House of the Dragon episode four spoilers ahead
Buckle up, it’s that time of the week again. Yes, it’s time to get down and dirty with Westeros’ cunning ruling elite. Last week’s episode finished with Daemon’s explosive fight and had us all believing that an altercation between Queen Alicent and Princess Rhaenyra was imminent. Now we get to find out.
Adieu Adieu, to you and you and you
The episode opened with Princess Rhaenyra (still the younger one, played by Milly Alcock) sitting in a grey stone room, looking at a group of equally drab men. They’ve been chosen as potential suitors by her Dad Viserys and now everyone is taking turns trying to impress her. She’s acerbic in her responses: “The man is older than my father. It’s unseemly for him to put himself forward as a contender for my hand,” she whispers to her advisor in front of one particularly ancient admirer.
Next in the running: a literal child! Oh good, it’s been at least two minutes since child marriage has been on the agenda in the show and it’s as humiliating as you’d expect. When the poor lad says he can offer his protection, one of the other suitors scoffs: “Protection? The princess has a dragon you dumb c**t”. Everyone laughs, except the kid.
Rhaenyra sees the frothing bust-up as the perfect opportunity to abandon the whole malarkey. Though the child, it turns out, is a bit of a David - seconds later his jeering Goliath is smacked to the ground, spluttering blood. The Princess only momentarily looks back.
Then we are on a boat heading back to King’s Landing with Rhaenyra and Ser Criston Cole (aka the hot knight who, er, keeps the Princess company). Rhaenyra is pondering whether her Dad’s going to be angry at her, since she is returning from her trip nearly two months early, and has rejected every single suitor he’d lined up. Though to be honest she does seem only marginally bothered about the consequences awaiting her. A dragon roars through the sky, rocking the boat. Who could be riding it?
At King’s Landing, the court is assembling. Rhaenyra sneaks in and stands with the crowd. Daemon enters wearing some sort of battle armour and a crown that looks like it’s made of tusks or bamboo. Battle looks good on him: his hair is slightly shorter and he looks rougher and slightly less demented than usual. He holds up a sword and says, “Add it to the chair.” It’s really not a brilliant joke, at all, but Rhaenyra stifles a chuckle.
Daemon then kneels to his brother the king, with the words: “I know that there is only one true king, your grace,” which any regular Game of Thrones viewer will know is a massive red flag. Things don’t ever go well. People don’t change for the better; they don’t repent or submit. We’ve been forever ruined by gruesome back stabbings and shocking murders. So as Daemon says these yielding words the tension is unbelievably high. “My crown and the stepstones are yours,” he adds. Otto Hightower and the King look at each other, understandably alarmed by his unlikely submission. The King asks: “Where is Lord Corlys?” He’s gone home, explains Daemon, which definitely doesn’t sound at all dodgy, absolutely not.
But the battle of the Stepstones has been won, we’re told. Daemon puts his head on his brother’s shoulder and they embrace in a stiff hug. “The realm owes you a great debt brother,” says Viserys, cautiously. And that’s that – for now.
A family do
As the royal family gathers in a courtyard garden, the King and Daemon are getting on very well, making jokes about tapestries (royals, eh?) which means that Alicent and Rhaenyra end up on a bench together. “I surmise the tour did not go well,” says Alicent. “I endured it for as long as I could,” replies the Princess.
”Have every young knight and lord in the seven kingdoms fawning over you. What misery,” replies Alicent. She has a point: she is, after all, married to an ageing King with rotting flesh wounds, has already birthed him a child and she’s probably not even 20 years old yet. Perhaps selecting a husband from all the men in the land isn’t so bad.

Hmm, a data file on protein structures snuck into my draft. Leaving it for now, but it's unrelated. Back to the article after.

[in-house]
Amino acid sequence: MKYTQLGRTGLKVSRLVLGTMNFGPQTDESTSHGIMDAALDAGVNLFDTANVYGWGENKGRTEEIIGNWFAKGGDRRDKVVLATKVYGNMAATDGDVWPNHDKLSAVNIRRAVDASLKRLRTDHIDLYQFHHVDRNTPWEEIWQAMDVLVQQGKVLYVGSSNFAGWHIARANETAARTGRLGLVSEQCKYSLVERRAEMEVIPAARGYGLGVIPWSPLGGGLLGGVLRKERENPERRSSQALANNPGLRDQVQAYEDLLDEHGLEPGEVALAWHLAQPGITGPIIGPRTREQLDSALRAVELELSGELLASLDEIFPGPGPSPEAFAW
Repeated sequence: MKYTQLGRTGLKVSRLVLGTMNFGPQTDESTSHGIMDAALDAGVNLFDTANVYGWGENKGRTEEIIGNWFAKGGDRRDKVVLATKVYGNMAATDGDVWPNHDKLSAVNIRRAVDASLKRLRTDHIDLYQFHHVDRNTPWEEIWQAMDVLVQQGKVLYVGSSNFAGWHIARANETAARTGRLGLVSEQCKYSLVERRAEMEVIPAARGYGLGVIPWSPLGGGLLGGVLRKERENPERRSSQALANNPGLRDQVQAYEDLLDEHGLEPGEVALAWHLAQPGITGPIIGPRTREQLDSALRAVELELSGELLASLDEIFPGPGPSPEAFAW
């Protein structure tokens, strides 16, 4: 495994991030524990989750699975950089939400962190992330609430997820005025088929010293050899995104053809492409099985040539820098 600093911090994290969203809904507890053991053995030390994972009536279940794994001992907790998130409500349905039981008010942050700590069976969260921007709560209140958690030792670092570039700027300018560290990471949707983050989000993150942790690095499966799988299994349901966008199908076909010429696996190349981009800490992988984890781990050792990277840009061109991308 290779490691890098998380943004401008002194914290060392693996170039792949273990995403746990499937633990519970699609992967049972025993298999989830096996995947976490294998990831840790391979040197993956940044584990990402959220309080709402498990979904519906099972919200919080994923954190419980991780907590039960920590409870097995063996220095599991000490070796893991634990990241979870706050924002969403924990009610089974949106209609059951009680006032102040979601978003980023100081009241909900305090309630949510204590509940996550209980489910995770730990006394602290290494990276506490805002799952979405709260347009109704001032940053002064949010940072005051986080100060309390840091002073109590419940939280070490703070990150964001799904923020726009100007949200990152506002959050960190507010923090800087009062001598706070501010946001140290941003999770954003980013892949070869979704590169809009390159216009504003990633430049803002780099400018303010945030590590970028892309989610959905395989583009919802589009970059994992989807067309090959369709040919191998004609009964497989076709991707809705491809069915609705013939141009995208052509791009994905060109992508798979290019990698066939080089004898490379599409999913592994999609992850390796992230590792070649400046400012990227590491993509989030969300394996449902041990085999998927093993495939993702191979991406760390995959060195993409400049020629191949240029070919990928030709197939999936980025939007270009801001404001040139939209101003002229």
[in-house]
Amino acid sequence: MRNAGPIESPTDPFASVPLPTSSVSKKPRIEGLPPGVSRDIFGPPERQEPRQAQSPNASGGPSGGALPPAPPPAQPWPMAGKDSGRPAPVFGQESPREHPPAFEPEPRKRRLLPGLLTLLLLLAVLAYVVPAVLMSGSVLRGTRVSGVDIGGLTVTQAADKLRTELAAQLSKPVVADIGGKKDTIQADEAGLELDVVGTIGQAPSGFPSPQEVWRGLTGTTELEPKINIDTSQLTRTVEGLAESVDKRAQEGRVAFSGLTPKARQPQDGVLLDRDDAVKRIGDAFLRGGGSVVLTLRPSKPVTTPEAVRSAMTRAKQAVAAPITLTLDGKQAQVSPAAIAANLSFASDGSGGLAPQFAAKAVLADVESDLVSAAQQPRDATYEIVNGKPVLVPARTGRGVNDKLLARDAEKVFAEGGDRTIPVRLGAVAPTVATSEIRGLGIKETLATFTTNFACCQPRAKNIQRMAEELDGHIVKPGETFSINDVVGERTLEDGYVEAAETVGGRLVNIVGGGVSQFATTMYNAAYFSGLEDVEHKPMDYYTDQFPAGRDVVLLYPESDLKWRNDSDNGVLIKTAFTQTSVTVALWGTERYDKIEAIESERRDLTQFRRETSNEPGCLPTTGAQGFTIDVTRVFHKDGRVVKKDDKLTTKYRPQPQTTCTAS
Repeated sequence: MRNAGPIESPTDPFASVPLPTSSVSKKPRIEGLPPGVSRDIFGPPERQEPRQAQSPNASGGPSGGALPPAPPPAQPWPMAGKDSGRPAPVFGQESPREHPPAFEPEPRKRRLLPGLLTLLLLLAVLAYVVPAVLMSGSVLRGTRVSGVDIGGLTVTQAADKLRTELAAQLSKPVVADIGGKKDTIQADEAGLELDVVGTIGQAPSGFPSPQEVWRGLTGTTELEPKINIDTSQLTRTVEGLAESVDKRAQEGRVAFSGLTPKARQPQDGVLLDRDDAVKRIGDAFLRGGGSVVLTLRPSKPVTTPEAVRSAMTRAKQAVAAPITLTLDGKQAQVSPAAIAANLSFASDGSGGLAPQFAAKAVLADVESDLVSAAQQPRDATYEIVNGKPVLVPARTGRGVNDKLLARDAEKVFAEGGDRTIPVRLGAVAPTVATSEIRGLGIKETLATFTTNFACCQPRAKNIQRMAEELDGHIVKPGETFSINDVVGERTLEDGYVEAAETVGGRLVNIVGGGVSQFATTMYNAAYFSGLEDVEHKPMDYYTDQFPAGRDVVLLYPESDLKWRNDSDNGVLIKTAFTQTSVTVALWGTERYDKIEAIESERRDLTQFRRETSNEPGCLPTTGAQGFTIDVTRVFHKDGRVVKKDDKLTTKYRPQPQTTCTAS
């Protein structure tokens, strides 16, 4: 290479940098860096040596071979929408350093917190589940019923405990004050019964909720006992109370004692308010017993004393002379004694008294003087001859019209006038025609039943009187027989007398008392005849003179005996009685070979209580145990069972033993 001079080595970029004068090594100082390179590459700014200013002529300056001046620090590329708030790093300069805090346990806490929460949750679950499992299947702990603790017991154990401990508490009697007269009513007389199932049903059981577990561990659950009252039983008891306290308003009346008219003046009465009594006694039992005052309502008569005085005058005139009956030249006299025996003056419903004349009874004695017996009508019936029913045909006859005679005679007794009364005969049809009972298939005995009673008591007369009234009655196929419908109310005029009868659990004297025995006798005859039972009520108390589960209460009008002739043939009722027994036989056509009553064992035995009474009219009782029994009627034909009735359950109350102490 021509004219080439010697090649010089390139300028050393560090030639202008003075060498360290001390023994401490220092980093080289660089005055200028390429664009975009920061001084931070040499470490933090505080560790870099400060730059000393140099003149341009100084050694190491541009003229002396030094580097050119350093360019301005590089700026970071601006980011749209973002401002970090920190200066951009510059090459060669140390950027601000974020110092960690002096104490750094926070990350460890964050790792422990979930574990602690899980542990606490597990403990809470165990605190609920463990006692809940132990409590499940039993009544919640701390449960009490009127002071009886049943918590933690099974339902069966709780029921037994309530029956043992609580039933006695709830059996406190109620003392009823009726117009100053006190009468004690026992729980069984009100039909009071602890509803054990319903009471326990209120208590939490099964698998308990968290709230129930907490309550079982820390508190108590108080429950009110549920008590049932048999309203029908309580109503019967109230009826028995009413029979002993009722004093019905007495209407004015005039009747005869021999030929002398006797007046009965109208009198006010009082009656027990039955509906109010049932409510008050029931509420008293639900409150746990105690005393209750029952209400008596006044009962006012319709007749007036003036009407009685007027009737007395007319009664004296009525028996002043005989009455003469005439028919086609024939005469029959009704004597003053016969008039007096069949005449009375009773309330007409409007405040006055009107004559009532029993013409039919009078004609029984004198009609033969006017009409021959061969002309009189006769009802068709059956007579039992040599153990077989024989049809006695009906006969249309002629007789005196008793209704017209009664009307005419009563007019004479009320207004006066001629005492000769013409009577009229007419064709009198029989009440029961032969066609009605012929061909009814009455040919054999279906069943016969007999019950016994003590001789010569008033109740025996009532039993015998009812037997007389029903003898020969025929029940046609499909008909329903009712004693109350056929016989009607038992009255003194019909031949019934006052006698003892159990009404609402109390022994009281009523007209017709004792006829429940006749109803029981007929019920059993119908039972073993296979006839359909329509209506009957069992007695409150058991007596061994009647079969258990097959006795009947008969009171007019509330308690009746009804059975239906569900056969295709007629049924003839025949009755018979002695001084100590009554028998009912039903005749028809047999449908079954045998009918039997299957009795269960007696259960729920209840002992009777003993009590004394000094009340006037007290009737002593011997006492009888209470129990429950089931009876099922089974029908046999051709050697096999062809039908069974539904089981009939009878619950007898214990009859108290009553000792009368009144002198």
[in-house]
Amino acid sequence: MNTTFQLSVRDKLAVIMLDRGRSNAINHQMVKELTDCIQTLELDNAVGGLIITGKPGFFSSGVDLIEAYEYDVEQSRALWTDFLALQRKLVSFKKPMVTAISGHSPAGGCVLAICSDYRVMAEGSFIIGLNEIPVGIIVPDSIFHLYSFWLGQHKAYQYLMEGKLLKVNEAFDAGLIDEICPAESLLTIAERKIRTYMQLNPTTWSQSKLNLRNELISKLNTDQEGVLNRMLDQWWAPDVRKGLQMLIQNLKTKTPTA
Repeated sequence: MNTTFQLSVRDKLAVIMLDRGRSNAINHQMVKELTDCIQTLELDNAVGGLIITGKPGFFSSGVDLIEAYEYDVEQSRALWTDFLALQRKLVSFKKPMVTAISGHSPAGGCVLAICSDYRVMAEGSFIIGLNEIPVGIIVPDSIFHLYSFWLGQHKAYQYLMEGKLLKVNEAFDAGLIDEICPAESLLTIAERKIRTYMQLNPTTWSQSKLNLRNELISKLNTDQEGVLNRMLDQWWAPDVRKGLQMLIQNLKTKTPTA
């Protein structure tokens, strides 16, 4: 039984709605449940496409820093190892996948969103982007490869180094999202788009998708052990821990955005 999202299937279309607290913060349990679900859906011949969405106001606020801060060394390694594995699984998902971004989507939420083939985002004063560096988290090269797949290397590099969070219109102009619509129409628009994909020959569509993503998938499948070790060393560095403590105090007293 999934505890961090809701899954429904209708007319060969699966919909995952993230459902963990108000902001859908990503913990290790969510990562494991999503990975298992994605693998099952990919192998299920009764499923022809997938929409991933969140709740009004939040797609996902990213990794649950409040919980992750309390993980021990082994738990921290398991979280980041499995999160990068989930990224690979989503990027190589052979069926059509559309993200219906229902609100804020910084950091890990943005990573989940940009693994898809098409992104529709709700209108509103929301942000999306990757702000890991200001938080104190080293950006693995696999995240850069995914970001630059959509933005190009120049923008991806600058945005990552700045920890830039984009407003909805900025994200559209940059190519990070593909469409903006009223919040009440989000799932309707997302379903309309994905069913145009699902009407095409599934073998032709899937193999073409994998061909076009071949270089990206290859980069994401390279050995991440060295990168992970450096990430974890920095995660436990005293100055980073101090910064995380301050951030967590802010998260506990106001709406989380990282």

Smash cut and Daemon and Rhaneyra are having a little chat outside next to the red Weirwood tree (fun fact, Weirwood trees usually aren’t found in King’s Landing – its forested areas, or Godswoods, are typically made of oak – so there’s a question mark around why HBO chose to have one here). There’s also a table of food laid out underneath a sheltered area which is surrounded by pillars.
“You seemed so content on Dragonstone. Why did you come back? There is surely more to your return than simply taunting my father?” asks Rhaneyra. Yes, exactly what we’ve all been thinking since that suspicious performance in the Throne Room. Daemon touches her necklace tenderly and says he just wanted to come home. He seems calmer and she comments on the change in his demeanour. He says she has changed too over the last four years (OK, so we’ve been given a more concrete time frame).
They chat about the future, she complains that her Dad wants to marry her off (the subject is clearly weighing heavily on her mind – talk about a stuck record). For women, says Rhaneyra, marriage is a death sentence. When you think back to her Mum in the birthing chamber, bleeding to death, you have to say she’s not completely wrong. “I won’t subject myself to the same fate,” she says.
“You cannot live your life in fear, or you will forsake the best parts of it,” says Daemon, which isn’t awful advice. The vibes between this pair are undeniably excellent. They are just so at ease in each other’s company.
But nobody’s at ease in the darkly-lit council room, where the assembled nobles are talking about the wayward Lord Corlys Velaryon.
Apparently, he plans to marry his daughter Laena – who by now must be around 16 years old at least, practically an old maid – off to the son of the Sealord of Braavos (the ruler of the Free City of Braavos). He’s no king, but he certainly does wield some power – Braavos is after all the wealthiest and most powerful of the Free Cities. If it goes ahead, “we would have to enter our own marriage pact,” says Hand of the King and slippery eel Otto. Rhaenyra, who also has a seat at the table, looks crestfallen as the pressure mounts for her to couple up.
A game of seduction
It’s night, and poor old Alicent is standing by a window bouncing her baby in her arms. She looks overwhelmed and isolated - being a young mum in Westeros can’t be a lot of fun, especially a royal one.
Meanwhile, Rhaenyra heads back to her room (passing the hot knight who is guarding her door), to find a rucksack – what’s it called in Westeros? A sack? A haversack? I think we should be told – containing a change of clothes and a diagram. It says to push on a part of a wall, which she duly does, and it swings open, revealing a hidden bannister. Somehow she knows what she must do: get changed into the clothes, which make her look like a street urchin, and follow the secret route. She slips through the castle’s dark crypt, past a giant dragon head, and who should be waiting for her but uncle Daemon, wearing a hooded cloak, also hiding his royal identity.